18 July 2010

Captain Patrick Brian Olson

Patrick was my friend Kristin's older brother. As a fairly shy transplant to North Carolina, I did not know Patrick well. But through Kristin I knew he was a great big brother. Through the friends I made that had grown up with Patrick I knew he was a generous and loving friend.
 Kristin and Patrick with their grandparents
(photo courtesy of Kristin Olson)

Patrick played football all three years of high school; a member of our celebrated "Chain Gang" who won the conference championship in 1982. (And peeps, you don't know football until you know SOUTHERN football.) He also wrestled all three years. We were a 3A school and most everybody was a multi-sport athlete. During this time, Patrick spent three years on the Student Council and in the Interact Club, as well as an officer in the National Honor Society.

(photo courtesy of Washington High School Packromak 1983
Washington, NC)
He attended the Air Force Academy in Colorado Springs, CO.  (Quite a climate change for a North Carolina boy!) and married the love of his life, Robin.

 Patrick and Robin, senior year
(photo courtesy of Washington High School Packromak 1983
Washington, NC)

(photo courtesy of Air Force Academy Heritage War Memorial site)

Patrick was a 25 year old 1st Lieutenant when he flew an A-10 in Desert Storm.  From the Air Force Academy's Heritage War Memorial site:

"Captain Patrick B. Olson died on 27 February 1991 while on a combat mission in Saudi Arabia supporting Operation Desert Storm.  Olsen was piloting an OA-10 aircraft and was directing other warplanes toward Iraqi tanks.  He had a call from Army troopers who believed Iraqi tanks were about to pull an end run on their position.  Olson threw his Warthog's 57-foot-6-inch wing almost vertical to the ground as he banked sharply to aim at the Iraqi armor.  Gunfire erupted around him and hit his aircraft.  The damage was serious and Olson tried to land the aircraft.  He was inches from putting down on a sand airfield when his OA-10 flipped over.  He did not have time to eject."  
Patrick in Saudi with what his sister called "that goofy mustache."
(photo courtesy of  Kristin Olson)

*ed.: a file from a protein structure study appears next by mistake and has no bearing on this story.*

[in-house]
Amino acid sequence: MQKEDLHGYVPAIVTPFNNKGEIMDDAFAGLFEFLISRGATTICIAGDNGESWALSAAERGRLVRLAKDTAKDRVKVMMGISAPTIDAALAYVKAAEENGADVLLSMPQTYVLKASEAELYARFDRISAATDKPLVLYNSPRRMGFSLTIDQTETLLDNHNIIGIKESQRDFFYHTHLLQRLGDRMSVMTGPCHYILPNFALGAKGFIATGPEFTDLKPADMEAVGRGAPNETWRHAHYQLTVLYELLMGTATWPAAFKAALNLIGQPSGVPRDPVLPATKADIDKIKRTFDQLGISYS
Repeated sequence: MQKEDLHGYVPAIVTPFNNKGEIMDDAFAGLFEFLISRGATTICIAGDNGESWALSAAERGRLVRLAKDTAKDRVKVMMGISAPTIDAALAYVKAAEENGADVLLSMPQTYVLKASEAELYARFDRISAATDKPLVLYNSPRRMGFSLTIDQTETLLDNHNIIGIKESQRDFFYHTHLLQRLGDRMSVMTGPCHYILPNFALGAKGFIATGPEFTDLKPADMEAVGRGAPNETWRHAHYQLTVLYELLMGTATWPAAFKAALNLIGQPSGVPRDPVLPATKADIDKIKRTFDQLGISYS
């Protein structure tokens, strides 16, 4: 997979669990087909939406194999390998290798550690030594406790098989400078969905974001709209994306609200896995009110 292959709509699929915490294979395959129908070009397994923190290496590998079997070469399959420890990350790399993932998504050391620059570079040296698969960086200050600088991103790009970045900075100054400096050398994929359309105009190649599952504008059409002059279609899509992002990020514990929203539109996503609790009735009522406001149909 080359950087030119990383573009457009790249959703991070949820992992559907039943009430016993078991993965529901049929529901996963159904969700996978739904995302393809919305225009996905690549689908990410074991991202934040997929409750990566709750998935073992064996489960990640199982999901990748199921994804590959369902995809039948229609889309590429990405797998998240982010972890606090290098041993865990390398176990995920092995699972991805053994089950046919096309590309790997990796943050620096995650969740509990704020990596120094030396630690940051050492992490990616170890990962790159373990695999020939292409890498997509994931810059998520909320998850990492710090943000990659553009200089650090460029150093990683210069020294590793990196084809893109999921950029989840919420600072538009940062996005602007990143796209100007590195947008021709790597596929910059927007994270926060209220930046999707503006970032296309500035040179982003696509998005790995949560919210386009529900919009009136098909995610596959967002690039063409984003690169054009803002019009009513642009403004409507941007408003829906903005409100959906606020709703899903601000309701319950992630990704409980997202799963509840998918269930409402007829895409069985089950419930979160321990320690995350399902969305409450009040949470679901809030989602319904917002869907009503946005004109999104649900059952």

What this does not say is that Patrick flew his Warthog on one engine and no hydraulics to a friendly base and that his landing gear collapsed and the A-10 cartwheeled.

The point of this post is not only to highlight a home town hero, but also bring  a petition to your attention.  This petition was started to encourage the City Council members in Washington, North Carolina to name a new bridge on River Road after Patrick.    In the last few days, due mainly to Facebook, the number of signatures on this petition has grown from 30 to 158.   Please consider visiting the petition and adding your name.  It doesn't matter if you have no ties to Patrick, Washington, North Carolina, the Air Force, the NCDOT, or really, even me.  (I know it's hard to believe I said that, since I espouse that it is really all about me!)   Please add your signature to honor a fallen hero and to help us all remember Patrick.

I'd just like to add a commentary by one of Patrick's former squadron members from the Air Force Print News Today:

Selfless Service

Commentary by Lt. Col. Dean Lee
87th Flying Training Squadron commander

2/10/2009 - LAUGHLIN AFB, Texas -- Have you ever sat down and really thought about why you joined the military? Perhaps it was to get education benefits or to see the world. Or maybe it was to please a family member or to get away from a situation. Many join the military to gain a skill or just obtain a steady job.

Whenever I contemplate why I joined the Air Force, I think about a friend I made during my first assignment. His name was Lt. Patrick Olson, but we all called him "Oly". We both were new A-10 Pilots at Davis Monthan AFB and deployed to fight in OPERATION DESERT STORM. On one particular mission during the second day of the ground war Oly, a forward air controller, was calling in fighters to attack the hasty Iraqi evacuation out of Kuwait. I still remember that day.